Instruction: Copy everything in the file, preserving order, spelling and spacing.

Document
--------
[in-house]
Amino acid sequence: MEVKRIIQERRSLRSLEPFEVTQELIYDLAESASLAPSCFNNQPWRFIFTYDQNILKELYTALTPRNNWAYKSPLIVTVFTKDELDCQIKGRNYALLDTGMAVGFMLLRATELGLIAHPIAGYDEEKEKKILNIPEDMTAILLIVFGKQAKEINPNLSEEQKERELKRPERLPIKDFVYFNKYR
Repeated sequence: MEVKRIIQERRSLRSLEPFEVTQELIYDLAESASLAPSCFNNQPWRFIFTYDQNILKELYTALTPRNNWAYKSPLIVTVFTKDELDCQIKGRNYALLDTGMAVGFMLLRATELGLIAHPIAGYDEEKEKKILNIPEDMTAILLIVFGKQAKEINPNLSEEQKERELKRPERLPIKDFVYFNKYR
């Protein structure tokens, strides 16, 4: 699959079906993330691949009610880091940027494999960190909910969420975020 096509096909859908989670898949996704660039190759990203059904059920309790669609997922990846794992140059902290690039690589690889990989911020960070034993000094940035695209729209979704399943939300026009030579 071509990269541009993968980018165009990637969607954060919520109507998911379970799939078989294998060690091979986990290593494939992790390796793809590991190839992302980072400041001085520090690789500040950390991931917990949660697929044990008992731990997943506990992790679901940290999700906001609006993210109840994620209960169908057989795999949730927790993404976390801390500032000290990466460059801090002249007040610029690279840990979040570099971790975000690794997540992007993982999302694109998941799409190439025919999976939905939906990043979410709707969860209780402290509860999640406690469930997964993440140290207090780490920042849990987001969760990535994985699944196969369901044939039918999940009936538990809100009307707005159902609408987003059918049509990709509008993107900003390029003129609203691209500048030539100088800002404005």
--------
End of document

[in-house]
Amino acid sequence: MEVKRIIQERRSLRSLEPFEVTQELIYDLAESASLAPSCFNNQPWRFIFTYDQNILKELYTALTPRNNWAYKSPLIVTVFTKDELDCQIKGRNYALLDTGMAVGFMLLRATELGLIAHPIAGYDEEKEKKILNIPEDMTAILLIVFGKQAKEINPNLSEEQKERELKRPERLPIKDFVYFNKYR
Repeated sequence: MEVKRIIQERRSLRSLEPFEVTQELIYDLAESASLAPSCFNNQPWRFIFTYDQNILKELYTALTPRNNWAYKSPLIVTVFTKDELDCQIKGRNYALLDTGMAVGFMLLRATELGLIAHPIAGYDEEKEKKILNIPEDMTAILLIVFGKQAKEINPNLSEEQKERELKRPERLPIKDFVYFNKYR
């Protein structure tokens, strides 16, 4: 699959079906993330691949009610880091940027494999960190909910969420975020 096509096909859908989670898949996704660039190759990203059904059920309790669609997922990846794992140059902290690039690589690889990989911020960070034993000094940035695209729209979704399943939300026009030579 071509990269541009993968980018165009990637969607954060919520109507998911379970799939078989294998060690091979986990290593494939992790390796793809590991190839992302980072400041001085520090690789500040950390991931917990949660697929044990008992731990997943506990992790679901940290999700906001609006993210109840994620209960169908057989795999949730927790993404976390801390500032000290990466460059801090002249007040610029690279840990979040570099971790975000690794997540992007993982999302694109998941799409190439025919999976939905939906990043979410709707969860209780402290509860999640406690469930997964993440140290207090780490920042849990987001969760990535994985699944196969369901044939039918999940009936538990809100009307707005159902609408987003059918049509990709509008993107900003390029003129609203691209500048030539100088800002404005």